Breast cancer research brings new hope for care

Breast cancer research brings new hope for care

Providence Cancer Institute plays an active role in bringing promising clinical trials to patients.

  • Breast cancer care has become highly individualized.
  • Hear from a patient who has a new lease on life.
  • Dr. Alison Conlin offers perspective on recent research advances.

[3 MIN READ]

Advances in breast cancer diagnosis and treatment are leading to better outcomes. And for the nearly 277,000 women who will be diagnosed with invasive breast cancer in 2020, that’s a welcome reassurance. During Breast Cancer Awareness Month, we’re shining a light on how the clinical trials at Providence can offer hope to women everywhere.

“Research and clinical trials are constantly seeking out the next best thing in breast cancer care,” explains Alison K. Conlin, M.D., MPH, medical oncologist at Providence. “It has given us new ideas and treatment options, and it has helped us improve the individualized treatment women receive.”

Providence Cancer Institute plays an active role in bringing promising clinical trials to patients. In fact, we were one of the first sites internationally to open a clinical trial of the immunotherapy drug, Atezolizumab, combined with a common chemotherapy for women with metastatic triple negative breast cancer. After rigorous study, the drug was found to help women with stage 4, triple negative breast cancer, live longer and improve their quality of life.

But, it’s not just the availability of these studies at Providence that leads to better understanding and treatment of breast cancer. It’s also the women and men willing to participate in clinical trials and research. One of those women is Eva Joseph, a participant in the Atezolizumab study. In 2012, Eva learned her breast cancer had spread to her lungs and bones. Four years after participating in the Atezolizumab study, she says she is “basically healthy.” The survival rate for her diagnosis is typically just two years.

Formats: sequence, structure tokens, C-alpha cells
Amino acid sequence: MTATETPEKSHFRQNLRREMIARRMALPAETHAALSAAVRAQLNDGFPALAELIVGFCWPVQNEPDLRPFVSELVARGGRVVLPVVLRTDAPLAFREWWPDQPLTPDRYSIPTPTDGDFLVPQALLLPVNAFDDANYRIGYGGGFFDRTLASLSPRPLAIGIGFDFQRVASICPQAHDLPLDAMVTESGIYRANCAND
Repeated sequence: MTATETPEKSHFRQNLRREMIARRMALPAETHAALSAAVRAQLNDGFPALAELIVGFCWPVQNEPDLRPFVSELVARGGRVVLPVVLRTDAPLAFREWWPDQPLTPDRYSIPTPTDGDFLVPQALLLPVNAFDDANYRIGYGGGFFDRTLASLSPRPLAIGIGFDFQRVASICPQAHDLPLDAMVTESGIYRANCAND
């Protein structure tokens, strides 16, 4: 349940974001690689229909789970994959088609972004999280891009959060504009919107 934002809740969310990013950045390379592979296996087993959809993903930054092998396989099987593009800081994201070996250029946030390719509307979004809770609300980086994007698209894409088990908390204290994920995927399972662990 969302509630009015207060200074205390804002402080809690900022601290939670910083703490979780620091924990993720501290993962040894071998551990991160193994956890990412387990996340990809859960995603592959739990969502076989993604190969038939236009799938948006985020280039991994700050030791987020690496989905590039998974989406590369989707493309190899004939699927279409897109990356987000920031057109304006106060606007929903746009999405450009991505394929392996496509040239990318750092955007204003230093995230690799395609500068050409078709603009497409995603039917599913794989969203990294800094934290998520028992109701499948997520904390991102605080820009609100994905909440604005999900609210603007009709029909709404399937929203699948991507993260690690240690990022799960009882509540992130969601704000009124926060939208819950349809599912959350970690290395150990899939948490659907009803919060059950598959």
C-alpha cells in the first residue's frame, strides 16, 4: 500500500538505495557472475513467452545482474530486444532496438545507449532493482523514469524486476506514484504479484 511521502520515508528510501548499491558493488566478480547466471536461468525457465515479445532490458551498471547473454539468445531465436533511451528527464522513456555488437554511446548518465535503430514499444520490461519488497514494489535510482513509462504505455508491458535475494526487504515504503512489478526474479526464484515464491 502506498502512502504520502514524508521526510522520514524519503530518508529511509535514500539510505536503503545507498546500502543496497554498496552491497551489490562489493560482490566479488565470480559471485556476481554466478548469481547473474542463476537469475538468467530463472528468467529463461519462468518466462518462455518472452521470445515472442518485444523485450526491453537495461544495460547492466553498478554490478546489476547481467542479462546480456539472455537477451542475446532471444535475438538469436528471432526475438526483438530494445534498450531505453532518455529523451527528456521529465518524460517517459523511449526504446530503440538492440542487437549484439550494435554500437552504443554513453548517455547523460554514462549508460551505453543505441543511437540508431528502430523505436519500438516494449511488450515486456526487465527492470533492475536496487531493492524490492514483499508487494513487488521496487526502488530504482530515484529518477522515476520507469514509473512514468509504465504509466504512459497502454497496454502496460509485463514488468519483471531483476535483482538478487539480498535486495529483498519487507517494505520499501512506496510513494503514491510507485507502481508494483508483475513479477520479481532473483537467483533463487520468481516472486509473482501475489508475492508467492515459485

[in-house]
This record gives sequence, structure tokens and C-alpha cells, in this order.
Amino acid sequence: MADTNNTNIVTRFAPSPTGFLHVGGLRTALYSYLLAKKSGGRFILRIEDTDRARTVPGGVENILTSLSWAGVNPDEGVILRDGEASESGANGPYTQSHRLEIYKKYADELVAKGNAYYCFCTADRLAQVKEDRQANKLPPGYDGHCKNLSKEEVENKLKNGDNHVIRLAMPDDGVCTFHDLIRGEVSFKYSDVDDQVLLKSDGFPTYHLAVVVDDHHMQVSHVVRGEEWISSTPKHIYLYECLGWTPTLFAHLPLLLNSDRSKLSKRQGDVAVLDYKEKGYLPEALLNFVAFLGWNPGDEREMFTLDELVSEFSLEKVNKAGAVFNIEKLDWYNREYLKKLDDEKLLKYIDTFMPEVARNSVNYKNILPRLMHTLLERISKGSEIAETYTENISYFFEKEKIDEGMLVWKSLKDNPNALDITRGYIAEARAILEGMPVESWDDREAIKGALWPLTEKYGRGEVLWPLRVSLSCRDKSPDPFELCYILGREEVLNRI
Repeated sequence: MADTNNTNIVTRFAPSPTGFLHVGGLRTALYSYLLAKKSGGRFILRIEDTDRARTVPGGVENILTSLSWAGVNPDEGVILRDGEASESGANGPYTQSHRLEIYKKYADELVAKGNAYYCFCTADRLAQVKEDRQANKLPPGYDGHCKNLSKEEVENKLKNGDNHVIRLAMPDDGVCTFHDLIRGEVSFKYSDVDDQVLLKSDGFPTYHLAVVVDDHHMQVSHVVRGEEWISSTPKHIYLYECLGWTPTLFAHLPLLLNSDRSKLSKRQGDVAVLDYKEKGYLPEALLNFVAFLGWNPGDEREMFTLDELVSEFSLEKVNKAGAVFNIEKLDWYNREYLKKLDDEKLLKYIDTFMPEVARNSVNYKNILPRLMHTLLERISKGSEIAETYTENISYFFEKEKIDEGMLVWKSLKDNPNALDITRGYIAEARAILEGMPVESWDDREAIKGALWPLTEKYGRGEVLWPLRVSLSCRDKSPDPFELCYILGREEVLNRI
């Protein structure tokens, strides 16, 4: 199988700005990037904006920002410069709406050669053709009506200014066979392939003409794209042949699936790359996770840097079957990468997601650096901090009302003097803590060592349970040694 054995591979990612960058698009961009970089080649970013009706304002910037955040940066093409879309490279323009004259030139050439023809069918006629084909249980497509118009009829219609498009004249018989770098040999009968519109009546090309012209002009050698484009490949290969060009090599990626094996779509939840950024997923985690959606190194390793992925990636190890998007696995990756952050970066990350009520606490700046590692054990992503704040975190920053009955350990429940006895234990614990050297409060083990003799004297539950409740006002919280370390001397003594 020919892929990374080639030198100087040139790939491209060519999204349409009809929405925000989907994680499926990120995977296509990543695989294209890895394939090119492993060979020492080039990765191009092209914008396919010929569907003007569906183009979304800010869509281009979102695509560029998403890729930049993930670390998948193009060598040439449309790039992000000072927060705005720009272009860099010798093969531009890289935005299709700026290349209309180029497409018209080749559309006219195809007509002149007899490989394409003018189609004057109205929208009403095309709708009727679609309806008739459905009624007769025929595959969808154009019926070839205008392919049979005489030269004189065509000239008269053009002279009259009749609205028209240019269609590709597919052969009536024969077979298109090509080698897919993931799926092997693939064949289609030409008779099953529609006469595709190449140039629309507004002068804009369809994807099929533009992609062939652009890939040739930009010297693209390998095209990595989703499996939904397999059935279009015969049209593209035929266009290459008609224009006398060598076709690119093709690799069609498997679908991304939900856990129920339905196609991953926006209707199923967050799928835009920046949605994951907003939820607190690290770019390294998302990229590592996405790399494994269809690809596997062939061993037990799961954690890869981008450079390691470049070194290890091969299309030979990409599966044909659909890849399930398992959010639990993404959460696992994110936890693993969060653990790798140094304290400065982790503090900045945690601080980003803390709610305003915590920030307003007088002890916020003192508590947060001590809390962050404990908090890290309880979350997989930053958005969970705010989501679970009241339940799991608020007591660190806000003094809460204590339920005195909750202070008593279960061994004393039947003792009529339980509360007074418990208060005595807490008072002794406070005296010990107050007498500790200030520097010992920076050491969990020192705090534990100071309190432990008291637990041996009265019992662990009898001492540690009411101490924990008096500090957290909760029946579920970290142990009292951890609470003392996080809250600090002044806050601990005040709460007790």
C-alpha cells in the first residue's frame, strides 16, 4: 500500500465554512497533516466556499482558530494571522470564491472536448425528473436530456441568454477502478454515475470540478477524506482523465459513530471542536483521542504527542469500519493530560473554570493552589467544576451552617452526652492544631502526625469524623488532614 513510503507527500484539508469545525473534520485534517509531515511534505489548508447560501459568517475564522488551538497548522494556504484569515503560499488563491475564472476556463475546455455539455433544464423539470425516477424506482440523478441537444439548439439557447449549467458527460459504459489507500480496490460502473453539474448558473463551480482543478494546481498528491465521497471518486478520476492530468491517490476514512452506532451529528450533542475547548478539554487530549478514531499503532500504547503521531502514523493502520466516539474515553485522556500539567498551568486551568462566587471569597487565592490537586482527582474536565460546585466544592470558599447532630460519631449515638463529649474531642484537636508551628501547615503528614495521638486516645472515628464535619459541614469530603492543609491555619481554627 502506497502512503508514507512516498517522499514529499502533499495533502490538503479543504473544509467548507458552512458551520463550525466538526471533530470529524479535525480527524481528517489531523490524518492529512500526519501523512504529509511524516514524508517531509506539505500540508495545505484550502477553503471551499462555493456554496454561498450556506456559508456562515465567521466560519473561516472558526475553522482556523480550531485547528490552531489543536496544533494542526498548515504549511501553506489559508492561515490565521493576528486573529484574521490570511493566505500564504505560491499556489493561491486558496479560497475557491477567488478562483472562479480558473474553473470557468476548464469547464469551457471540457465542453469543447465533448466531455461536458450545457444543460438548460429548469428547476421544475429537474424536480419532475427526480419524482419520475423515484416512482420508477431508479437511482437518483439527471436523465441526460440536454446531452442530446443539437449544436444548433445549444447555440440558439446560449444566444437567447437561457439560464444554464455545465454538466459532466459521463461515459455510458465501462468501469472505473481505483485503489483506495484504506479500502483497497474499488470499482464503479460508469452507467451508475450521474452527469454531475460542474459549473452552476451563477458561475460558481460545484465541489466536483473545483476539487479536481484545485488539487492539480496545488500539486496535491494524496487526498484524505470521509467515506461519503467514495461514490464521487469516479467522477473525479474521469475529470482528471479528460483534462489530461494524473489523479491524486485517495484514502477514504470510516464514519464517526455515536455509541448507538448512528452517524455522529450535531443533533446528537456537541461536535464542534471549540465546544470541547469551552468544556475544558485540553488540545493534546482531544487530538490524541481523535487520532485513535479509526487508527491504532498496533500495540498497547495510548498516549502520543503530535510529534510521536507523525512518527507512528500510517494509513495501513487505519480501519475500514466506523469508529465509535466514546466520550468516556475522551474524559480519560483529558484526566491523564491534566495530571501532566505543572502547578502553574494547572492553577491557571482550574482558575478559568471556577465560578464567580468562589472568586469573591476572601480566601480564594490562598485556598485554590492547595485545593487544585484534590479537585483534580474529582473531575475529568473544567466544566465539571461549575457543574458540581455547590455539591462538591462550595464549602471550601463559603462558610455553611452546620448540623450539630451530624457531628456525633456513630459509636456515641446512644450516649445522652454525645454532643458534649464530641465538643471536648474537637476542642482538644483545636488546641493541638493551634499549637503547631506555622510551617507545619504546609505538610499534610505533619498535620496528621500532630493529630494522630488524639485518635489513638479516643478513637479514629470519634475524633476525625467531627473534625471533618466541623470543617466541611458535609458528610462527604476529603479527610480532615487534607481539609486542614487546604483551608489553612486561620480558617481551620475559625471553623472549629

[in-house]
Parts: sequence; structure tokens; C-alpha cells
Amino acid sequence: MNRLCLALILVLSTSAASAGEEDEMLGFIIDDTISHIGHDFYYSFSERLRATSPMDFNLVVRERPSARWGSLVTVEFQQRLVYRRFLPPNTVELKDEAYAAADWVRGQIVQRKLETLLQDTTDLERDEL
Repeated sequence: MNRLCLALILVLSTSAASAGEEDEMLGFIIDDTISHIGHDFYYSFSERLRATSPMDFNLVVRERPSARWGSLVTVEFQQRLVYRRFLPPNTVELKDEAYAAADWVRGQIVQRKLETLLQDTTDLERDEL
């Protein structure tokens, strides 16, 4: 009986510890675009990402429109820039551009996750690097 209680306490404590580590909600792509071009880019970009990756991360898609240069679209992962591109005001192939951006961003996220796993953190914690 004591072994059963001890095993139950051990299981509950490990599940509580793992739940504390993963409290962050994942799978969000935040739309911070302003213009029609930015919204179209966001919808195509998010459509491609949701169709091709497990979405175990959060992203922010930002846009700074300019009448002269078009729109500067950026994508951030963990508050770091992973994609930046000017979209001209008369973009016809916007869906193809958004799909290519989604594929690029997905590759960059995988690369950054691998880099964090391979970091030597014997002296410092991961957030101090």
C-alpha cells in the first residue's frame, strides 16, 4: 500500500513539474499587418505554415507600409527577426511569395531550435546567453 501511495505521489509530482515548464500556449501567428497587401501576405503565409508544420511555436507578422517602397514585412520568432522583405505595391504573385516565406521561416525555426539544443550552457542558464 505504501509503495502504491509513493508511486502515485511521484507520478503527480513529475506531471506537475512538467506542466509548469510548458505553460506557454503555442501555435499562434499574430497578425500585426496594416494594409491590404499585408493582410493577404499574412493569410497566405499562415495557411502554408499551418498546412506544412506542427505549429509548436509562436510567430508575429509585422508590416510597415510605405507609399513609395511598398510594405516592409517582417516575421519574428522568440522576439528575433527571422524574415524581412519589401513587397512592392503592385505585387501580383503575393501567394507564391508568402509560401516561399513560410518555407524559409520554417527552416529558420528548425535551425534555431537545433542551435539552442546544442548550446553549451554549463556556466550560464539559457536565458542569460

“This, to me, is amazing,” Eva says. “It’s a blessing that I am able to receive treatment when so many others before me couldn’t. It just wasn’t there for them.”

“Eva has single-handedly been able to change the lives of so many women after her,”  says Dr.  Conlin. “That’s the power of a clinical trial.”

Read the full study at the National Institute Health U.S. National Library of Medicine. 

Better understanding, better treatment

It was research that also led to understanding the different subtypes of breast cancer. Providers, patients and their loved ones know that not all breast cancers are the same. Scientists were able to identify the three main subtypes, which include: 

  • Hormone receptor (HR) positive
  • Human epidermal growth factor receptor 2 (HER2) positive
  • Triple-negative breast cancer

It’s the ever-expanding field of knowledge on these different types of cancers and how they respond to treatments that’s leading to better outcomes for many women. 

Care has become so incredibly individualized. It’s science that has helped make things better and improve what we know and can offer women.

“Care has become so incredibly individualized,” explains Dr. Conlin. “We know who may benefit the most from chemo, who may benefit most from surgery. That understanding comes from clinical trials. It’s science that has helped make things better and improve what we know and can offer women.”

Dr. Conlin and colleagues are also investigating therapies that help improve survival for patients  with HER2+ breast cancer. One study is researching if a new combination of therapies can increase survival for women with HER2+breast cancer that has metastasized or cannot be removed completely with surgery. 

Another study, also researching therapy options for HER2+ breast cancer, is evaluating the efficacy and safety of immunotherapy for certain patients.   

Finding hope in research

Dr. Conlin is quick to remind patients that a clinical trial is not a last resort. 

“There are so many different types of research, from whether exercise during chemotherapy can help reduce fatigue to how well cancer survivors sleep,” she says. 

“Your provider should be able to guide you to research that’s right for you and discuss the pros and cons of participating in the study,” she finishes.

Learn more about all the cancer research taking place at Providence Cancer Institute.

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This information is not intended as a substitute for professional medical care. Always follow your healthcare professional's instructions.

 

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